BY AARON CHAPMAN
My grandfather-in-law is The Old Man and the Sea. A step inside his home is a step into a story. Picture frames on every inch of wall, a nostalgic fade to the film behind the glass. He had more hair then but his eyes remain young. Firm. Compassionate. They stare back at you in each photograph. They share the loving fear of being at sea, the times heeling through storms and the tales of catching record-sized Kingfish.
My grandfather-in-law is a conservative man who wears an anchor tattoo across his heart. He’s never let geographical lines in the sand separate him from the ocean. As soon as the Civil War ended in Mozambique he crossed the border from South Africa into the deep country as an unwelcome white man. Bullet holes meant empty houses, and birds hadn’t returned since the first gunshot. He drove past landmines, ambushed and abandoned vehicles charring in the sun until he reached the sand, the safest course. Seventy kilometres north at low tide. He set up camp in an elephant reserve and paid the neighboring village chief a handsome sum of food each time he returned over the next ten years. When the camp burned, he swapped the blue sea for the green greens of a golf course in Natal.
My grandfather-in-law is taking his tribe of posterity on a holiday by the sea. From several thousand feet above, the former French Colony of Mauritius is a postcard paradise saturated by colour like the stand of some souvenir shop. Roughly the size of Tokyo, the one and only island of Mauritius is at sea following the currents between Africa and Australia in search of whichever archipelago or atoll it lost.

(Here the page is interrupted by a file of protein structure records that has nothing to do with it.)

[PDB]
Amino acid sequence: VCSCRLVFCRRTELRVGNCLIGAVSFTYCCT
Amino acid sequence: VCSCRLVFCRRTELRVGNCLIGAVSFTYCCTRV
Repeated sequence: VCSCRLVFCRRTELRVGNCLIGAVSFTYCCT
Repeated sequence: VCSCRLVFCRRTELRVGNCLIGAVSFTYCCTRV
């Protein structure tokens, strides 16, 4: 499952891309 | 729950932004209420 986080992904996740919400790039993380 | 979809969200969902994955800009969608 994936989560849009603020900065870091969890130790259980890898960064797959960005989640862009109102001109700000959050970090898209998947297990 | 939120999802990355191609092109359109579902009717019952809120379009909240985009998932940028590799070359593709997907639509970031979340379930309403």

The plane descends into its verdancy. We feel important and insignificant, lucky enough to not be dreaming. We are on the tip of an underwater mountain in the middle of the Indian Ocean.
We’re stuck in peak hour traffic and travelling no more than one roadside home a minute. Only metres from the highway’s curb are thriving front yard vegetable gardens where a green lawn would normally lay. The houses amalgamate with cultural heritage and post-colonial architecture. Neighbourly walls hedged with smashed mirror pieces and broken bottles to prevent intruders, or perhaps to chandelier the light that burns here hotter than almost anywhere.
Our bus driver takes us further through the island as the sun begins to set, the silhouette of the island’s tallest mountain becoming part of the night. Tall sugar cane take the shape of wrought-iron spires in the fields where square pyramids of collected volcanic rock are just monuments of labour. The cooler air makes itself known as we near the ocean. Everything is quiet and dark with evening. A different beauty waits for day.
An idyllic screen saver wakes outside my window. Different hues of blue reflect the waters’ depth. A faint teal twenty metres from the doorstep. A cobalt starting where the white of waves crash against the edge of the lagoon. They marry into open relationships before the horizon.
My grandfather-in-law assigns his room number to a Hobie at the shoreline activities hut. Dropped rudder and broad reach in the early morning wind. Clouds collect above the island, afraid to make the long journey to the next continent. A storm looms. I take a Laser and join him in making wake and angles in the Indian. Beneath the beam, beneath his bucket hat, I see the child in his eyes.
We see the northern and southernmost points of the sixty-five kilometre island as we head further out to sea, further away as we evade rain squalls and chase bait balls marked by frenzying sea birds. My grandfather-in-law stands at the stern watching the island disappear beneath the swell lines in the distance. Hand over his brow like a spinnaker before main sail. No cat’s paws marring this still moment, only blue rippling in his eyes. Five fishing lines pearling in the boat’s wake as they’re dragged over the surface of where the sea birds had flocked. He doesn’t take a reel when one spins toward the horizon. He just stands there behind his grandchildren.